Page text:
Where to eat
If anything mirror’s Portland’s eclectic personality, it’s the food. From traditional brick and mortar eateries to food truck parking lots scattered around the city, all cuisines are covered. A cursory Google search for Portland’s best restaurants will rarely steer you wrong with the likes of the French-inspired Le Pigeon and the steak-focused Urban Farmer featuring high on the list. While they rarely disappoint, digging into Portland’s strong local food scene is essential. For wings, head to Fire on the Mountain; for Thai, Nong’s and Pok Pok are a must; for BBQ, Smokehouse Tavern is a meat-lover’s delight; for sushi, Bamboo Sushi is always a safe bet and curiously serves up one of the best burgers in town. Honorable mentions also go to Boke Bowl’s Fried chicken steam buns and Aviary’s incredible small plates but if you somehow manage to find a bad meal in Portland, you’re doing it all wrong.
Where to drink
There’s no shortage of dive bars, pubs, and drinking spots to enjoy the fruits of Portland’s brew labour. On the East side, White Owl Social Club, Dig-A- Pony, Rontoms and Sweet Hereafter are lively locations; on the West, Paymaster Lounge and Low Brow Lounge are decent spots to drink, talk and socialize into the early hours.
Oregon became the first state to decriminalize marijuana in 1973 and is now one of the few states in the USA where anyone 21 or over can get weed in a state-regulated dispensary. The population of Portland’s never been shy with its consumption, and with over 100 licensed sellers dotted around the city, the choice is yours. If you do go for a smoke, it’s best to keep it private – it’s rare to get cited for it but public consumption is still illegal.
Keeping it naked
Portland claims to have the most strips clubs per capita in the country and there’s plenty of evidence to back it up. Allied with the fact that naked protest and bike riding are perfectly legal (providing you wear a helmet), it lends the city a flesh friendly feel. In Casa Diablo, you can eat vegan food as strippers shed only non-animal- based clothing, and in Acropolis Steakhous you can grab a local T-bone alongside your titillation, but it’s in after-hours places like Sassy’s that help lends an element of blasé comfort to being out and about in your birthday suit. More of a backroom bar than mirror-laden den, in a city where most bars close at 1am, it’s perfectly normal for everyone to grab a seat and a beer, and provide the background conversation to the ladies doing their thing.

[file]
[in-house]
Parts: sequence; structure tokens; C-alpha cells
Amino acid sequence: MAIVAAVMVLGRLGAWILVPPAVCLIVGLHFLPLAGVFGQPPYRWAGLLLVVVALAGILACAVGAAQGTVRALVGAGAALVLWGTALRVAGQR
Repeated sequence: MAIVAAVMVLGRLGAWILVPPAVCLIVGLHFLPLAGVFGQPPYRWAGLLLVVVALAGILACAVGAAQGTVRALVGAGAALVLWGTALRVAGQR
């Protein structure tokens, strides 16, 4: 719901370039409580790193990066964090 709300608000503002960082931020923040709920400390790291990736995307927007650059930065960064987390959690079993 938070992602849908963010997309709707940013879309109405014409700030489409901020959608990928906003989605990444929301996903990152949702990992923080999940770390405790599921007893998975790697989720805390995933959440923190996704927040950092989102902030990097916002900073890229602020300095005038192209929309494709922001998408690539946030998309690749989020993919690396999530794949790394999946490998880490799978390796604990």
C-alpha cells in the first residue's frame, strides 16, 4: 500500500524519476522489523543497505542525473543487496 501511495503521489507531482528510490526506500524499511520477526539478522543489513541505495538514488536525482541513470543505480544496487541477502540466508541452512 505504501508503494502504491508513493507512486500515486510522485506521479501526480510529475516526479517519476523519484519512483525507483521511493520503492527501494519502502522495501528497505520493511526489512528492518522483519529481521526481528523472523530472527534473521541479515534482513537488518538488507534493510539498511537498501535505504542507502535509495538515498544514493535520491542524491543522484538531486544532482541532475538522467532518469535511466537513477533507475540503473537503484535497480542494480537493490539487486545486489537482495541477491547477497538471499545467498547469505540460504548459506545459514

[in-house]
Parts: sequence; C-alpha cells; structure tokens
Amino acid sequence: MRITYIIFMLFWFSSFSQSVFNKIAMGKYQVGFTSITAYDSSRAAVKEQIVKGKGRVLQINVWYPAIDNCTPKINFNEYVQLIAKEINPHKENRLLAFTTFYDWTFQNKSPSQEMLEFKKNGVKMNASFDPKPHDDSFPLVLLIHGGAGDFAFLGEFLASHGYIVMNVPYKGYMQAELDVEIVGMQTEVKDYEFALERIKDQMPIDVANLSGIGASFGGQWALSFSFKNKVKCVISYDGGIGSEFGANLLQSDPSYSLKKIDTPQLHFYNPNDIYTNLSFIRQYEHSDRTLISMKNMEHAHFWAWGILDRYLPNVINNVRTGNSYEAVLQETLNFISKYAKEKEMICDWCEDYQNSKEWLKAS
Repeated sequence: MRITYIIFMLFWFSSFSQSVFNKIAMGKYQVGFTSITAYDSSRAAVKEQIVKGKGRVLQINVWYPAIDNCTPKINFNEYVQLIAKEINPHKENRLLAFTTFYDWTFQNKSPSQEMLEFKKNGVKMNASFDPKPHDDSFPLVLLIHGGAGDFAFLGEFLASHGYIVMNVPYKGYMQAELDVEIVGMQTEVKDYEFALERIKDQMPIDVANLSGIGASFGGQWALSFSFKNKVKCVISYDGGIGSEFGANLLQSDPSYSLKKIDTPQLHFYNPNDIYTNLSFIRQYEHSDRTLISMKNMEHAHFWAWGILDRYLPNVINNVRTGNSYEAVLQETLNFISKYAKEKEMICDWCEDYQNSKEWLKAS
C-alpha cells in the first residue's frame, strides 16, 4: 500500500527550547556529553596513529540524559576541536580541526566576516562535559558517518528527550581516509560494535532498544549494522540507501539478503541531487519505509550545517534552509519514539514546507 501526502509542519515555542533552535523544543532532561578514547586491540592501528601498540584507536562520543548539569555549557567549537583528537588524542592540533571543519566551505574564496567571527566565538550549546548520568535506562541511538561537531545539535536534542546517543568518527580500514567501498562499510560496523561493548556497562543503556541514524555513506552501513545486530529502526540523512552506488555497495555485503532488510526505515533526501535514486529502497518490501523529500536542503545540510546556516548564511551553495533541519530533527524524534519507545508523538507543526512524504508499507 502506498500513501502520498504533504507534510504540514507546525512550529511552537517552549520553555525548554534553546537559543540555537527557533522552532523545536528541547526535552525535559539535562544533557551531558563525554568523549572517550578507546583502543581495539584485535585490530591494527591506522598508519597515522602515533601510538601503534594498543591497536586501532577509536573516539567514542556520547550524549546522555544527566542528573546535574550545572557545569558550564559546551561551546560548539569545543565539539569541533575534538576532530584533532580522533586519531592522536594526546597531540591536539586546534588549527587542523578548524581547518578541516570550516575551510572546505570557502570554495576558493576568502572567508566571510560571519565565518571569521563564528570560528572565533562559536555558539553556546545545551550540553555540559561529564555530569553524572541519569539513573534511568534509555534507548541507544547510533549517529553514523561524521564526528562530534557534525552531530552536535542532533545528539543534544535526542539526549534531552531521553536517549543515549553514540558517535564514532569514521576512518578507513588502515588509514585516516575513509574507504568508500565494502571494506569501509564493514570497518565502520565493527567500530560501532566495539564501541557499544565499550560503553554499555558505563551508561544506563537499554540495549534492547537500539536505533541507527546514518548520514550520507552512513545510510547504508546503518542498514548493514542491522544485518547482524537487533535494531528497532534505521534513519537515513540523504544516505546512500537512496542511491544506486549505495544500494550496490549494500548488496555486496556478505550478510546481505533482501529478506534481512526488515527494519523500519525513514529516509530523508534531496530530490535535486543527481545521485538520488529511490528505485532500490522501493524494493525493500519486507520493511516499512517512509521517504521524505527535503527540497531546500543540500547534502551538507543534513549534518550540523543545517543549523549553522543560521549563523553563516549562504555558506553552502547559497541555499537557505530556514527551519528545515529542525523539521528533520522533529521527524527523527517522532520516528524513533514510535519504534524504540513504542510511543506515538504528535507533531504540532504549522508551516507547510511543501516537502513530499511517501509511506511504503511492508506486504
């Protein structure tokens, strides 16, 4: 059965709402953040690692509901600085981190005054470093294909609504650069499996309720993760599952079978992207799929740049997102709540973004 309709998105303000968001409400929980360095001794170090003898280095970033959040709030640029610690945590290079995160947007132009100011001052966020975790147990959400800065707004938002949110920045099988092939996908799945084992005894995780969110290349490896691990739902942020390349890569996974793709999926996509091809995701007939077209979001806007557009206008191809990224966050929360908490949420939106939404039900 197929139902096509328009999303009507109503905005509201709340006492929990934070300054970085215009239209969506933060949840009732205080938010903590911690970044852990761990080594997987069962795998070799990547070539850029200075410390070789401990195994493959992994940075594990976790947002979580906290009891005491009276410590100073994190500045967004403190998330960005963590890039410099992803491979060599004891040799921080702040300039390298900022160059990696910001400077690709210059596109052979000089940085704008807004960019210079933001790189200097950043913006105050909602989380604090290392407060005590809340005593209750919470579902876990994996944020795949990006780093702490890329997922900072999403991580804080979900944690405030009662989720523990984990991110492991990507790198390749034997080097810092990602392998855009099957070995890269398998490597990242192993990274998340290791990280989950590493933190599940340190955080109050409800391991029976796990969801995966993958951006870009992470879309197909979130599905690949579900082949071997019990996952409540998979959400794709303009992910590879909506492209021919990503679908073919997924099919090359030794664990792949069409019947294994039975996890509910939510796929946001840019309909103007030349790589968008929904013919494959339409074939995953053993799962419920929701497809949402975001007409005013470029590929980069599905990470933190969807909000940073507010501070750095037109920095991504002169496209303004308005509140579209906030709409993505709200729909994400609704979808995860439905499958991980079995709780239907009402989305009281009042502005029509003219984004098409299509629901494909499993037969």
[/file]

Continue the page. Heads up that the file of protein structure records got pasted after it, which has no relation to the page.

Wherever you live in Portland, you can’t escape the plight of the homeless. Despite the best efforts of the shelters, around 4,000 people sleep rough every night. Rampant gentrification on the West (and now East side) and the painful lack of affordable housing haven’t helped, but Portland is a city largely easy with its transient population. Panhandling is relatively rare but expect to be asked for change around downtown and some areas of The Pearl.
The largest homeless congregations are typically around Chinatown and along Burnside Street where it’s (sadly) pretty common to see a hundred or so people on the pavement outside the mission buildings. Tent cities and small camps are regularly established by bridges and under freeways, and while there aren’t any of the abhorrent anti-homeless measures in place we’ve seen in some UK cities, recent council directives to disband and displace camps have raised tensions.
Yes, there are plenty of beards, baristas and tattoos but, generally, they all belong to genuinely pleasant people. If your perception of hipster extends to the Shoreditch parody, Portland is a positive exercise in dispelling that myth. Sure, there’s a vegan, organic or gluten-free alternative to almost everything, kale is revered as an essential life force and there’s a touch of self-satisfied piousness in shunning big corporations at every turn, but they’re all symptoms of caring about where you live.
Portlanders love it and people will make eye contact and conversation, anywhere. Expect to learn about the merits of pro-biotics in lifts; strangers’ life stories walking the dog; the cashier’s weekend plans as someone else tries to pack your shopping. Admittedly, it’s a friendliness and positivity that takes some getting used to but if you’re worried about moving out by yourself, don’t be: Portland wants to be your friend.